Immersive virtual environments (VEs) are increasingly used to evaluate human responses to design variables. VEs provide a tremendous capacity to isolate and readily adjust specific features of an architectural or product design. They also allow researchers to safely and effectively measure performance factors and physiological responses. However, the success of this form of design-testing depends on the generalizability of response measurements between VEs and real-world contexts. At the current time, there is very limited research evaluating the consistency of human response data across identical real and virtual environments.
Rendering tools were used to precisely replicate a real-world classroom in virtual space. Participants were recruited and asked to complete a series of cognitive tests in the real classroom and in the virtual classroom. Physiological data were collected during these tests, including electroencephalography (EEG), electrocardiography (ECG), electrooculography (EOG), galvanic skin response (GSR), and head acceleration.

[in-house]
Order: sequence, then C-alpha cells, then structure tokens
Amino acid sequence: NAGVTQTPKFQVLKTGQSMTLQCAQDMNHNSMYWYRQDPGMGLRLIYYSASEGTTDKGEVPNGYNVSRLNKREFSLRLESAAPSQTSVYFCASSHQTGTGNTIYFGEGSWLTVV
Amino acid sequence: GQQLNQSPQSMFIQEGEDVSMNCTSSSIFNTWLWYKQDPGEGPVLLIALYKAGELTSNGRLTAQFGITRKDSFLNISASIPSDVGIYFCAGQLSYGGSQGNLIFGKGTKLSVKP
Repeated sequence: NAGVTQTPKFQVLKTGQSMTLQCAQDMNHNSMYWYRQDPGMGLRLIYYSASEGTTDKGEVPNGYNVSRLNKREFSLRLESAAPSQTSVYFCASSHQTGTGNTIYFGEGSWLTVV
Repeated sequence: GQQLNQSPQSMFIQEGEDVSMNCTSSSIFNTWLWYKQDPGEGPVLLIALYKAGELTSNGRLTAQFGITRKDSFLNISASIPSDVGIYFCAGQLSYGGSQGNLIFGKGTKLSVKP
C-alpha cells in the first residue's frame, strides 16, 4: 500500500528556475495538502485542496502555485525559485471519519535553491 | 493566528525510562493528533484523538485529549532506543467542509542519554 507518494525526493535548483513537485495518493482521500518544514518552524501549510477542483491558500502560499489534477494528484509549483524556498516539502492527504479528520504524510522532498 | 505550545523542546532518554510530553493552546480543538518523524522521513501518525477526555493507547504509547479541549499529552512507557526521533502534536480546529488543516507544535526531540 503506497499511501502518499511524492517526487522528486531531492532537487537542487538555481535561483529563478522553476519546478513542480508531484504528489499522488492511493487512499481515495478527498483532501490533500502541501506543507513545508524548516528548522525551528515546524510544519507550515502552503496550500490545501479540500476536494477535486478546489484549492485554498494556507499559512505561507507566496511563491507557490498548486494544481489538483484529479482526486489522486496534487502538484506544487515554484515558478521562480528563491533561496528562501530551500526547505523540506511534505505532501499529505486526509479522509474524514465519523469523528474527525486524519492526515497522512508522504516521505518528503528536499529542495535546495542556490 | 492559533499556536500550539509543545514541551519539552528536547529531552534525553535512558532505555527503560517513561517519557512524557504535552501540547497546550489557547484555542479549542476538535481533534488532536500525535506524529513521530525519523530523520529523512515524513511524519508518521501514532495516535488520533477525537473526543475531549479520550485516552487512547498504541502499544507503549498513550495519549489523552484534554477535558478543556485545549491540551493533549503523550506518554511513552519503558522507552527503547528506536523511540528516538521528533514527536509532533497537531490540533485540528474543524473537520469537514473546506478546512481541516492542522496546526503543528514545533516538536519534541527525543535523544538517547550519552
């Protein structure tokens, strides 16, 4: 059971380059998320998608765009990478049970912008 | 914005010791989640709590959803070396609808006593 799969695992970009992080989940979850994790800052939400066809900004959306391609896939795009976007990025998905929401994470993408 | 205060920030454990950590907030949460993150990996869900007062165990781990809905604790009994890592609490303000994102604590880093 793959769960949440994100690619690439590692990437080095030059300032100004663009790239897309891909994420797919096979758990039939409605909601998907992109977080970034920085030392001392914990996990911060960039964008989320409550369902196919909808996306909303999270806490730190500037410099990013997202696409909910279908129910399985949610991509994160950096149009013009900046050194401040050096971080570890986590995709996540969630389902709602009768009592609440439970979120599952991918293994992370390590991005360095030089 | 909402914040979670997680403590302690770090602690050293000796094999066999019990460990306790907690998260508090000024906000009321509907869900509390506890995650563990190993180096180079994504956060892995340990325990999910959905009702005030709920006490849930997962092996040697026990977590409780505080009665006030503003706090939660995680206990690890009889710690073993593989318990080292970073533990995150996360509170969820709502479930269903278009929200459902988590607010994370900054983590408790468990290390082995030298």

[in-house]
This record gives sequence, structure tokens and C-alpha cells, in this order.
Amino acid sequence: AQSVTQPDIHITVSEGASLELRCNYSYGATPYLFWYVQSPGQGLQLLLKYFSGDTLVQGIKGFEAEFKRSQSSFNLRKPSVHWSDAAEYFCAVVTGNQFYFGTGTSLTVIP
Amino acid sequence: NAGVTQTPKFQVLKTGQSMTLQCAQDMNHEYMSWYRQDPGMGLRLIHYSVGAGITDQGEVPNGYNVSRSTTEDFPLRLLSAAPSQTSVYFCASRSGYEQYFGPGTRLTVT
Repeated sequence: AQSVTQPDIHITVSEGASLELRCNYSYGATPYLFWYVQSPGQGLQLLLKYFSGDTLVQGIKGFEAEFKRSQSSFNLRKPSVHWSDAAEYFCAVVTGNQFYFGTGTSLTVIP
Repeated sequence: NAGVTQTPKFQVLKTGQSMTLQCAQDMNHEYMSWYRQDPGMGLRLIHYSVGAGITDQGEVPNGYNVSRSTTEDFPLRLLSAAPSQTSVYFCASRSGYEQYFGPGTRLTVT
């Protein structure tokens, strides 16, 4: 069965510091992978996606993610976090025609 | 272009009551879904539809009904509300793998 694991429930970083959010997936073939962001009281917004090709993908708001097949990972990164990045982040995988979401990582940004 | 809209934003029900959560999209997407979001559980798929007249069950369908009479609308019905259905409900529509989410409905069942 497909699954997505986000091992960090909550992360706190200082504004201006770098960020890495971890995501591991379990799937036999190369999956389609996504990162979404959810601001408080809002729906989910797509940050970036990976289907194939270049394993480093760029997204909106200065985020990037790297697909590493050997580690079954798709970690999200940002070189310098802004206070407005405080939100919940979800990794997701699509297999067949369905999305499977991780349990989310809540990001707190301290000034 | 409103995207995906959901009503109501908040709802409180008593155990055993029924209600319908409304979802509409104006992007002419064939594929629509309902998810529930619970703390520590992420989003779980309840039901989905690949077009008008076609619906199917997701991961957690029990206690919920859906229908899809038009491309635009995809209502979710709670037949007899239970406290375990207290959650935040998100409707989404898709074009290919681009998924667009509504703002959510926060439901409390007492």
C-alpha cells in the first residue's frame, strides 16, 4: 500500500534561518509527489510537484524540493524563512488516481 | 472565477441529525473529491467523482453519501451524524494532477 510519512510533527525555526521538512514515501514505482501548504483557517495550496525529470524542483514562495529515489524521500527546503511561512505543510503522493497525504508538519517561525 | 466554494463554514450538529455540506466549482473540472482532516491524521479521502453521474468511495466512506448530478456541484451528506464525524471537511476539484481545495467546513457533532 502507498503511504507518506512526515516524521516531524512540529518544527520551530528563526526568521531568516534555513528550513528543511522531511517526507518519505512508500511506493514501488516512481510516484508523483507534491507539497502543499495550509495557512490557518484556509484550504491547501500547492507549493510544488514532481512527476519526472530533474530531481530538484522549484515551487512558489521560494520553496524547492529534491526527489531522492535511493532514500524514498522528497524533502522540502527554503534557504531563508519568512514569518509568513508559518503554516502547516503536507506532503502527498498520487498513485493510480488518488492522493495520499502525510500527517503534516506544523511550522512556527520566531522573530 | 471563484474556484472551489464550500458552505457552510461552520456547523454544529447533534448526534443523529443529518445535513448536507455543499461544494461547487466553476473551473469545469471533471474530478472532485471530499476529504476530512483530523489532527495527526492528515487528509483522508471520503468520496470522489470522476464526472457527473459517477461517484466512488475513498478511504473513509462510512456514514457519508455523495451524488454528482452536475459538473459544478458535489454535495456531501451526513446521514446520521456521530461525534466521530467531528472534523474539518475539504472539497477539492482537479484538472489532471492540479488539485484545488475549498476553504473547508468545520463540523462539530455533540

Participants’ accuracy on the cognitive tests did not significantly differ between the real classroom and the identical VE. However, the participants answered the tests more rapidly in the VE. No significant differences were found in eye blink rate and heart rate between the real and VR settings. Head acceleration and GSR variance were lower in the VE setting. Overall, EEG frequency band-power was not significantly altered between the real-world classroom and the VE. Analysis of EEG event-related potentials likewise indicated strong similarity between the real-world classroom and the VE, with a single exception related to executive functioning in a color-mismatch task.
James D. Rounds, Julia Kan, Vidushi Tripathi, Jesus G. Cruz-Garza, Saleh Kalantari